Hillary Clinton to talk faith instead of politics

ADAM BEAM Associated Press Published:

LOUISVILLE, Ky. (AP) -- Former Secretary of State Hillary Rodham Clinton is showcasing her Methodist roots in a speech to about 7,000 members of the United Methodist Church.

Clinton, a former U.S. senator for New York and the wife of former President Bill Clinton, has been brandishing her foreign policy experience with a recent address at the University of Connecticut and by promoting the upcoming release of her book, "Hard Choices."

The United Methodist Women Assembly in Louisville this weekend offers Clinton a chance to talk about her faith in a personal way to women from across the U.S. as she prepares for a possible run for president in 2016. She is scheduled to give the gathering's keynote address Saturday morning.

"Her appearance here transcends politics," says Selby Ewing, communications director for United Methodist Women. "Our tagline is putting faith, hope and love into action."

Clinton appears to be trying to avoid sending any overt political messages during her visit to Kentucky. She did not schedule public events with Democratic Senate candidate Alison Lundergan Grimes, whose family is close to the Clintons. Just last month, the former president spoke at a Grimes fundraiser in Louisville.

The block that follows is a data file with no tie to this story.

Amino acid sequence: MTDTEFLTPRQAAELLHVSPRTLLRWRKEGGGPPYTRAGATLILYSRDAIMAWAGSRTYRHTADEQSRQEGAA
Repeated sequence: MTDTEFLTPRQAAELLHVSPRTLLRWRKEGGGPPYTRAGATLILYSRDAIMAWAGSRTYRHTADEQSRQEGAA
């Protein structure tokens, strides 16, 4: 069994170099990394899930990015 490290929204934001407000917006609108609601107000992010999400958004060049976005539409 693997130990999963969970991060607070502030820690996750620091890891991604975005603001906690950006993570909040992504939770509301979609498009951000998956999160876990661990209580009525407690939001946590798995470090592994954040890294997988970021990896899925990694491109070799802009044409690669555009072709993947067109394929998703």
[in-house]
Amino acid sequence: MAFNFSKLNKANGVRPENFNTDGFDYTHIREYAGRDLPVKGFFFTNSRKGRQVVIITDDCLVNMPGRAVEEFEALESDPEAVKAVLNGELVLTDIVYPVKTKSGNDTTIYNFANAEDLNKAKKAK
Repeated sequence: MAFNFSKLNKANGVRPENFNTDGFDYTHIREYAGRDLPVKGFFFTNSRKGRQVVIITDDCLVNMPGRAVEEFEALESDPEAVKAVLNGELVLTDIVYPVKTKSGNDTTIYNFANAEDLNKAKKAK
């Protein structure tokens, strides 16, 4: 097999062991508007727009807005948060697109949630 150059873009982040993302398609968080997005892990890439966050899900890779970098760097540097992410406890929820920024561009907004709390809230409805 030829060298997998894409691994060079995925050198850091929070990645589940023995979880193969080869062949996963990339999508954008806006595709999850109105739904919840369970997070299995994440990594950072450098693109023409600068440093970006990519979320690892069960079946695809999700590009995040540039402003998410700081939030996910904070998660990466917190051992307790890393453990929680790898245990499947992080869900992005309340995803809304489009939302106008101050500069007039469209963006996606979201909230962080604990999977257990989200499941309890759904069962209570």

Hillary Clinton was born and raised a United Methodist in her home state of Illinois, and she credited a youth minister with having a major influence on her development.

The assembly's theme is "Make it Happen," focusing on the story of Jesus feeding 5,000 people with just loaves of bread and two fish.

United Methodist Women is the denomination's 800,000-member women's mission group, with a special focus on women, children and youth.

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